6 Degrees Lukewarm
Wildcat File Photo
Arizona Daily Wildcat
From left to right, Milton Papageorge (Flan), DeJon Fitzgerald (Paul) and Susan d'Autremont (Ouisa) get ready for their upcoming performance of "Six Degrees of Separation" put on by the Arizona Repertory Theatre. The show will run until Sunday February 28 and the cost is $16 with student and senior discounts available.
We are all connected by just six people. We also are separated by six people.
Ultimately, The Arizona Repertory Theatre's production of "Six Degrees of Separation" is about the search for family. But it doesn't reach the level of irony or transformation necessary to fully realize the impact of the play.
The actors stand around the stage delivering monologues. Sometimes, their lines are hard to understand. There are lots of jokes in this play, but it is performed with so much gravity, that the play isn't that funny. The emphasis is on the tragic examination of contemporary American life.
The setting is the Upper East Side of Manhattan; a world with doormen and maids at its fringes. The Kittredges, Flan and Ouisa, buy and sell art and their children attend Harvard. One evening, a millionaire from Africa is drinking with them before dinner. A charming stranger arrives. He can talk literature and art, he can cook, he knows their children, and he can get them into the movie version of "Cats."
He says his name is Paul.
Where It's At
"Six Degrees of Separation" is playing through February 28 at Marroney Theatre in the UA Fine Arts Complex. Tickets are $16 for general admission, $14 for senior citizens and UA employees, and $10 for students. Call 621-1162 for showtimes and tickets.
And he says he is Sidney Poitier's son.
The problem is, he isn't Poitier's son, or anyone else's. He needs a family and seduces people with his exoticism and fake celebrity to create a family for himself. And everyone is willing to be seduced.
The playwright, John Guare, based this on a true experience of a friend of his. It is a satirical look at Americans today, separating themselves from each other and simultaneously hungering for connection. But this production does not fully convey the play's meaning.
For one thing, the Kittredges aren't snooty enough. They're really nice, actually, and it's unclear why they are so distant from their children. You never hear the martini glasses clinking, and you can't really imagine Flan and Ouisa hobnobbing with Tom Wolfe. They're just regular people. The Kittredges talk of buying and selling Cezannes and Matisses, in the $25 million range, but it's just talk. There is no difference between the Kittredges and the young con artist who claims to be Sidney Poitier's son. But in performance, the couple doesn't sell themselves the way Paul does.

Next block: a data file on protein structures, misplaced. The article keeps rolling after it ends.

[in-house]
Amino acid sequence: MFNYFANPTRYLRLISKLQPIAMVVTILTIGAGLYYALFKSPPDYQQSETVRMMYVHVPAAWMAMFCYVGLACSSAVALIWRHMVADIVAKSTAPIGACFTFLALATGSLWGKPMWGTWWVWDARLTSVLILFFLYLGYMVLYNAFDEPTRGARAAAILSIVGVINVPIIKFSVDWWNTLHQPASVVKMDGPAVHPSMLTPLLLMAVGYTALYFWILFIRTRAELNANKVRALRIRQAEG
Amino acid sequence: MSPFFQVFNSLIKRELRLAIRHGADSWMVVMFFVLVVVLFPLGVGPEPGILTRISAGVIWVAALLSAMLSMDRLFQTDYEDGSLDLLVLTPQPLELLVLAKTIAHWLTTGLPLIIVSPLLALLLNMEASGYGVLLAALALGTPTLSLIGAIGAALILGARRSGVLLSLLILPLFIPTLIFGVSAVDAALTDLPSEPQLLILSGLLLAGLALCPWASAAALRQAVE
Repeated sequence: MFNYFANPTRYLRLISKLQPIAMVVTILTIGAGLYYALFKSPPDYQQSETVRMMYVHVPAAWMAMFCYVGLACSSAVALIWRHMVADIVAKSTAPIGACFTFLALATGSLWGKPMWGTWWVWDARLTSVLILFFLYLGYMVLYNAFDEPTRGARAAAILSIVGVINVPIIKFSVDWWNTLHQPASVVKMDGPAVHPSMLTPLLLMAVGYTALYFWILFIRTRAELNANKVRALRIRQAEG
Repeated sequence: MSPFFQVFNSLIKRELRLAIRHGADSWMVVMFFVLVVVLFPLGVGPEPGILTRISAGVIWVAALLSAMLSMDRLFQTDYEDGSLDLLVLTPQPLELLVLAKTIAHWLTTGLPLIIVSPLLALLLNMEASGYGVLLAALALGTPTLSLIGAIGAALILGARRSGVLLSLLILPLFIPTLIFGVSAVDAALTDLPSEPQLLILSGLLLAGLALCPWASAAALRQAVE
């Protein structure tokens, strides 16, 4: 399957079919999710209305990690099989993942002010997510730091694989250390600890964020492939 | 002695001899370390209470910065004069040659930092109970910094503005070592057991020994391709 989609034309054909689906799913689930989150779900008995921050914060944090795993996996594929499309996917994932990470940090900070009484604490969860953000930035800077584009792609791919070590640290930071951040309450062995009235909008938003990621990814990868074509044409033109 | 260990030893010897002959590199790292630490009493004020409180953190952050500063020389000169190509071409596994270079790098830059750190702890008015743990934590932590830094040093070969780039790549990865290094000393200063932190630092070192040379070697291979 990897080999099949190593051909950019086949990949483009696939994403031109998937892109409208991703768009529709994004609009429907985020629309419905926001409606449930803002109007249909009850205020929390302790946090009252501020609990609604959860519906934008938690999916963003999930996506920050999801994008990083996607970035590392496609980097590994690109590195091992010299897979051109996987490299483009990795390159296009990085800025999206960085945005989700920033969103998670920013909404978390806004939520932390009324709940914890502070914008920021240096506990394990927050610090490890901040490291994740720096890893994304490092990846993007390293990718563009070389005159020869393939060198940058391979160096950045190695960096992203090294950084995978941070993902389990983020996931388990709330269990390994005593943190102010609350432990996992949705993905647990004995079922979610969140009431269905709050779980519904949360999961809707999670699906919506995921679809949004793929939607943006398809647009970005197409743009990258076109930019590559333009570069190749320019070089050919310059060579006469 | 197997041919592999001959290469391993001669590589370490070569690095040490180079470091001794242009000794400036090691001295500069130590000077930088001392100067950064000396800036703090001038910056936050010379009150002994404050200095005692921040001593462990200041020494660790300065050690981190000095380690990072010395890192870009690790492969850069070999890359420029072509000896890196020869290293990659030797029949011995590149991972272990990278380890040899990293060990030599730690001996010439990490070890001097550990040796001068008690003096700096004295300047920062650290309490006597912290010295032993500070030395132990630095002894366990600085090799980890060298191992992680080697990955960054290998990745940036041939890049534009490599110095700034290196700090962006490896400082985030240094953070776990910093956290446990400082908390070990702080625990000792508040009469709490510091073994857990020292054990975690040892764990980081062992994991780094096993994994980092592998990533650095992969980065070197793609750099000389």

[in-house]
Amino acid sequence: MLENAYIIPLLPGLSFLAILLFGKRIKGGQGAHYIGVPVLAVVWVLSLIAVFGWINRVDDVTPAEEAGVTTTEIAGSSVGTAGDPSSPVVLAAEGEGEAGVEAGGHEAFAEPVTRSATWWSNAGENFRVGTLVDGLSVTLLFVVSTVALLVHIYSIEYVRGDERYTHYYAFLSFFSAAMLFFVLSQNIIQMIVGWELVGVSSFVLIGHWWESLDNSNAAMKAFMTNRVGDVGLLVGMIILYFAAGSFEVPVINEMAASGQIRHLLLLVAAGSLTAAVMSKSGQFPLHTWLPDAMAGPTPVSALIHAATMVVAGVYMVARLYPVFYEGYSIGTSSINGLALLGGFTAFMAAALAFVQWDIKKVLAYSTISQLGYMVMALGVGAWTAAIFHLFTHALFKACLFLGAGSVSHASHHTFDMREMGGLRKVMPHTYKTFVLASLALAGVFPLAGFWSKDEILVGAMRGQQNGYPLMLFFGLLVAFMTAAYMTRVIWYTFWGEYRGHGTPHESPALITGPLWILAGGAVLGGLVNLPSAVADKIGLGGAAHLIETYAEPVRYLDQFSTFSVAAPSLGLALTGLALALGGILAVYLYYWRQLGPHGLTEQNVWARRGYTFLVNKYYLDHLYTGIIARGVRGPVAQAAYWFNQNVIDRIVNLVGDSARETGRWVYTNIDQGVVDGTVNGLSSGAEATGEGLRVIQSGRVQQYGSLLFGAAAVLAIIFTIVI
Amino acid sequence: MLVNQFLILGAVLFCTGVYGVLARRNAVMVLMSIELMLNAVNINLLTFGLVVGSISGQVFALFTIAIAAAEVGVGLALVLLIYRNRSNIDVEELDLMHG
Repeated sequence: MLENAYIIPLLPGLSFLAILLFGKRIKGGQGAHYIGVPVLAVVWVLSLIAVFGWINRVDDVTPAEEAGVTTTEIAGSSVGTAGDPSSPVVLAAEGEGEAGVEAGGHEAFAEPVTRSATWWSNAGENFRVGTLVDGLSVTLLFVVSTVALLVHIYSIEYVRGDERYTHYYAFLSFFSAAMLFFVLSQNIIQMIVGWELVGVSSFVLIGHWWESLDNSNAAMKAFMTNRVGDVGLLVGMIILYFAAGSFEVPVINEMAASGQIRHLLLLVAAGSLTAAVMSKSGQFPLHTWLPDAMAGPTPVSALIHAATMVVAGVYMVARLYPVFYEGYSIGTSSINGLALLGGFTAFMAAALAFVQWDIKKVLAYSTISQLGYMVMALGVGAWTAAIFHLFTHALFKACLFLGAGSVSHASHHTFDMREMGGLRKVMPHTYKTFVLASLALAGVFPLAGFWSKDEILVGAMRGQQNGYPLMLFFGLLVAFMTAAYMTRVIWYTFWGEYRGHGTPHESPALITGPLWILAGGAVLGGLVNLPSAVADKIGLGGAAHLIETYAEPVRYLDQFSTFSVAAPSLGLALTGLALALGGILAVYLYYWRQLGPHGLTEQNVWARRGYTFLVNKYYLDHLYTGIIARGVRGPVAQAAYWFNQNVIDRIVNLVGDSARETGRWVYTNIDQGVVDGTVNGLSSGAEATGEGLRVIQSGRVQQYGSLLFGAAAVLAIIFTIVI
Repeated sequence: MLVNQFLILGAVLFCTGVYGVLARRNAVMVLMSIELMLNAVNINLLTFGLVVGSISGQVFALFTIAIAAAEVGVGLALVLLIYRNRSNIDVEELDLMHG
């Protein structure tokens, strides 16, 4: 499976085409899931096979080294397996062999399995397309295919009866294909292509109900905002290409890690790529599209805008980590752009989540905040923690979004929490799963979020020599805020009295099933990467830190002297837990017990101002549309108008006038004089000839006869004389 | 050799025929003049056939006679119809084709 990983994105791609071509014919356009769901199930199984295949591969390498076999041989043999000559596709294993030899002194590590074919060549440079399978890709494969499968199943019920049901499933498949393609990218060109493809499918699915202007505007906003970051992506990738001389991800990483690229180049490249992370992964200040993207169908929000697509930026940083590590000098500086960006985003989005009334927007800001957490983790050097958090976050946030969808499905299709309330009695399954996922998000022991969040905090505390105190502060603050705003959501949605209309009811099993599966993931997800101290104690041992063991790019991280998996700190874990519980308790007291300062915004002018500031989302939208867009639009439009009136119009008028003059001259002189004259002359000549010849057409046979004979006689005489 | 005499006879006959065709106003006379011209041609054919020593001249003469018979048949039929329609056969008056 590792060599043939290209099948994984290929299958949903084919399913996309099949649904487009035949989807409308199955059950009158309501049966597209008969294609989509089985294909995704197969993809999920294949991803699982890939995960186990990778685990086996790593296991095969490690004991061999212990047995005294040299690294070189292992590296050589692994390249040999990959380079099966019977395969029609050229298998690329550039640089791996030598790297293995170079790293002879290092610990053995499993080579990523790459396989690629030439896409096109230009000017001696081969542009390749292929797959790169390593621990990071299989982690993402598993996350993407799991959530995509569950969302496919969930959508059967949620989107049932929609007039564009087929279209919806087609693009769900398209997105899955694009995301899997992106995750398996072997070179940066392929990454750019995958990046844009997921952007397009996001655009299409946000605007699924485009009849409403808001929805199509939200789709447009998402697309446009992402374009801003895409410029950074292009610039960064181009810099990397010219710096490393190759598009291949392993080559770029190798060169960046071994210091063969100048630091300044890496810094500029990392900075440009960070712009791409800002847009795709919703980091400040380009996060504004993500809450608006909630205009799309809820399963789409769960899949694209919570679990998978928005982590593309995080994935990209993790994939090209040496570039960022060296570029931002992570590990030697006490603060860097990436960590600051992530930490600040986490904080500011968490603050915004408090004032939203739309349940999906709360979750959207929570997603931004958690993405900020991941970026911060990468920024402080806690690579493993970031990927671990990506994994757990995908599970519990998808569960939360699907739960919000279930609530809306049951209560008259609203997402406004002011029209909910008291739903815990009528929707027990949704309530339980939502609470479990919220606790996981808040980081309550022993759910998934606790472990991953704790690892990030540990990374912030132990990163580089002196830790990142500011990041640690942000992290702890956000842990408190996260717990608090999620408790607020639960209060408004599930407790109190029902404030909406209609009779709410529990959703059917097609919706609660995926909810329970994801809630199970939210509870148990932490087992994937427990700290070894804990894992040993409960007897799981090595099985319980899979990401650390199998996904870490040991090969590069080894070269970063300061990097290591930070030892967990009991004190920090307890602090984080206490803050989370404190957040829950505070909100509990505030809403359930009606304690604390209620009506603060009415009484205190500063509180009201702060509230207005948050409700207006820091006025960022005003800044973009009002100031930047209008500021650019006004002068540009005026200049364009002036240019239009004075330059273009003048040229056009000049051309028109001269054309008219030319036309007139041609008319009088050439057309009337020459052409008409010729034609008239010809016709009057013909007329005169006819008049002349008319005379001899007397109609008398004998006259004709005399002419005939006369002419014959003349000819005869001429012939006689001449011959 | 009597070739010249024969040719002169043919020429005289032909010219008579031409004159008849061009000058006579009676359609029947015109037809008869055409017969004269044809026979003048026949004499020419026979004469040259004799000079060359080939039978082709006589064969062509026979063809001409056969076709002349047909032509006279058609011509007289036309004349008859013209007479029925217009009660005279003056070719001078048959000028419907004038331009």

Milton Papageorge as Flan, and Susan d'Autremont as Ouisa are both capable actors and fun to watch, but their characters are restrained. The change in Ouisa toward Paul is not a great change because she is so sympathetic at the beginning.
The set doesn't reflect the Kittredges' outer surface as it should. They are art dealers in New York City. Why would they match an ugly red rug with an even uglier floral upholstery? The physical set itself works nicely, but the interior decorating decreased credibility in the Kittredges. The costumes, however, worked very nicely and unobtrusively. Expensive, but simple.
DeJon Fitzgerald as Paul manages to be ingenuous and charming, but his lines are hard to understand at times. At the end, he is lonely and sympathetic enough that you want to take him home too.
The director had a vision for this play. It's the double sided Kandinsky floating above the stage. Black and white; together yet separate. But the extreme emphasis on painting and artists is not effective, and when the actors step forward to talk of a painter, it only distracts from the relationships developing on stage.